Karin Slaughter Takes On Family And Other Gruesome Things In ‘Pretty Girls’

pretty girls

Karin Slaughter is legit. I say this having only read one of her huge Will Trent/Grant County series, Criminal, which didn’t totally blow me away. Where I did fall in love with that story was in its portrayal of women on the police force in the 1970’s, which Slaughter so intensely described it kept me up at nights, skipping the present-day, Will Trent sections of the book to get back those flashbacks of his mentor’s times on earlier, much meaner streets.

This means I was definitely a fan of Cop Town, Slaughter’s stand-alone novel focusing on women police in 1970’s Atlanta. And when Slaughter’s newest release, Pretty Girls, was announced as another stand alone, I was excited, just as Will Trent fans everywhere were dismayed.

In Pretty Girls, posh, confident Claire’s successful architect husband, Paul, is murdered in a robbery gone wrong. Immediately after his death, things stop making sense for Claire. She’s left in a stark, excessively large home she never wanted. A robbery takes place at Claire’s home during the funeral, and police and the FBI are a bit too interested in the case, a bit too attentive to Claire’s needs.

Meanwhile, Claire’s sister Lydia, estranged from the family, is revisiting old wounds as another young girl goes missing in the media. Where Claire is classy and sophisticated, Lydia is overweight and runs a pet-grooming service. As different as the sisters are, they both are haunted by the the memory of their third sister Julia, who went missing in their childhood.

The sisters’ stories alternate until they intertwine, as they come together to figure out just what the police could want from Claire, and who Paul really was.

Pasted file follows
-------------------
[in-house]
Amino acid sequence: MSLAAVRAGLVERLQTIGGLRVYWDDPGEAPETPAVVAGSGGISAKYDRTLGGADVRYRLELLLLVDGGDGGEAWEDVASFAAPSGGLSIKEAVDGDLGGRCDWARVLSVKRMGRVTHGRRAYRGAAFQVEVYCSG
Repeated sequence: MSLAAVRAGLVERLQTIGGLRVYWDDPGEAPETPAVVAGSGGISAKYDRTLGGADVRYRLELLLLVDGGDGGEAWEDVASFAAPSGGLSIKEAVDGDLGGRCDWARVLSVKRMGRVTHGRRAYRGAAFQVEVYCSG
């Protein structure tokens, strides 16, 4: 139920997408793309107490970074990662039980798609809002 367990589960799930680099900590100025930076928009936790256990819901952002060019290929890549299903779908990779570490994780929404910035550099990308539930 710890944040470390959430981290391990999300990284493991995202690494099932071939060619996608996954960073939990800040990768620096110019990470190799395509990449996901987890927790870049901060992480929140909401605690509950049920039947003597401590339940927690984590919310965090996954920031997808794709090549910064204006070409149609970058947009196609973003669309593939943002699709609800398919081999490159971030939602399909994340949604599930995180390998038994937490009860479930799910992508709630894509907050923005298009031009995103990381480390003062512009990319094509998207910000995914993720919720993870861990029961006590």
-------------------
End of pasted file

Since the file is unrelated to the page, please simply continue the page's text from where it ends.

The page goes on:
The best part of this book, and maybe all thrillers for me, was its tense beginning. Claire, nervous and in mourning, realizes something isn’t right. But what, exactly? Everyone is acting strangely, the husband she relied on is dead, and she is left entirely on her own to discover his dark secrets. Like Stephen King’s A Good Marriage, the idea that you may not know the person you married, the person you sleep in bed next to each night, is terrifying.

There is quite a bit of gore, with some really ugly stuff presented. These scenes are brief, and play a role in explaining character development.

The story complicated itself as it progressed, and it began to lose a bit of steam for me, raising too many red flags of plausibility. I didn’t need that many twists for the book to be good. Despite feeling a bit bogged by the end, this is a finely-crafted thriller, with well-developed and realistic female characters confronting both family issues and much uglier, darker things. I know Will Trent fans are eagerly awaiting Slaughter’s next book in that series, but I’ll be eagerly awaiting her next stand-alone release.

Pretty Girls on Amazon.com/Powell’s.com/Indiebound.org

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[…] Barton’s debut novel The Widow echoes Karin Slaughter’s Pretty Girls, Stephen King’s A Good Marriage, and Lisa Lutz’s upcoming The Passenger. How well do we […]

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